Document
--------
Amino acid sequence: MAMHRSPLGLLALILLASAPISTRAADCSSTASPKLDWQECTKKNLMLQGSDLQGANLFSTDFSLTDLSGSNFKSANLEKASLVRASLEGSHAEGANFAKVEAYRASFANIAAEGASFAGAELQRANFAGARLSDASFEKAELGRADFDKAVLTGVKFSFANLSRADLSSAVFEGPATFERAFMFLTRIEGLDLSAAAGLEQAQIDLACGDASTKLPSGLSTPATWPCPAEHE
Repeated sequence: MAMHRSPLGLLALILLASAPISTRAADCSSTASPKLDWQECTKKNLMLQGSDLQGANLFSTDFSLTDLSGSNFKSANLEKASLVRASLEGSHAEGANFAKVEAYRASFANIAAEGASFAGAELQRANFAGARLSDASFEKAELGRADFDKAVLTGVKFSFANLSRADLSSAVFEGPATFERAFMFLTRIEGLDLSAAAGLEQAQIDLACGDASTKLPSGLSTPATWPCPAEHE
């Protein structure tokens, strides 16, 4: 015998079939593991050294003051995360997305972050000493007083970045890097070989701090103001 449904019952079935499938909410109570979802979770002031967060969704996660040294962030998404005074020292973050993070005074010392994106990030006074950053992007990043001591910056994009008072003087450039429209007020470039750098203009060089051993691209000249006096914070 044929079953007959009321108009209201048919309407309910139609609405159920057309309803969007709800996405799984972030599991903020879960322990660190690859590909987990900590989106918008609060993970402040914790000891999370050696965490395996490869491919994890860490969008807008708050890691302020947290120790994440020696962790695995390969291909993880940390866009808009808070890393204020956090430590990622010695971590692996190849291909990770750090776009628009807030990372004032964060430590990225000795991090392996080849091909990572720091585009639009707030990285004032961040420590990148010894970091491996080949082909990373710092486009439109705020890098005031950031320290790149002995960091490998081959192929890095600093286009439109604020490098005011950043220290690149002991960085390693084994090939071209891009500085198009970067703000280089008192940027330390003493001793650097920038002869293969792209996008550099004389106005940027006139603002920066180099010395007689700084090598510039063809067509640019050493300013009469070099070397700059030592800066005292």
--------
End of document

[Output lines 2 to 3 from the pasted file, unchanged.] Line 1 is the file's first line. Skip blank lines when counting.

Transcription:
Repeated sequence: MAMHRSPLGLLALILLASAPISTRAADCSSTASPKLDWQECTKKNLMLQGSDLQGANLFSTDFSLTDLSGSNFKSANLEKASLVRASLEGSHAEGANFAKVEAYRASFANIAAEGASFAGAELQRANFAGARLSDASFEKAELGRADFDKAVLTGVKFSFANLSRADLSSAVFEGPATFERAFMFLTRIEGLDLSAAAGLEQAQIDLACGDASTKLPSGLSTPATWPCPAEHE
């Protein structure tokens, strides 16, 4: 015998079939593991050294003051995360997305972050000493007083970045890097070989701090103001 449904019952079935499938909410109570979802979770002031967060969704996660040294962030998404005074020292973050993070005074010392994106990030006074950053992007990043001591910056994009008072003087450039429209007020470039750098203009060089051993691209000249006096914070 044929079953007959009321108009209201048919309407309910139609609405159920057309309803969007709800996405799984972030599991903020879960322990660190690859590909987990900590989106918008609060993970402040914790000891999370050696965490395996490869491919994890860490969008807008708050890691302020947290120790994440020696962790695995390969291909993880940390866009808009808070890393204020956090430590990622010695971590692996190849291909990770750090776009628009807030990372004032964060430590990225000795991090392996080849091909990572720091585009639009707030990285004032961040420590990148010894970091491996080949082909990373710092486009439109705020890098005031950031320290790149002995960091490998081959192929890095600093286009439109604020490098005011950043220290690149002991960085390693084994090939071209891009500085198009970067703000280089008192940027330390003493001793650097920038002869293969792209996008550099004389106005940027006139603002920066180099010395007689700084090598510039063809067509640019050493300013009469070099070397700059030592800066005292």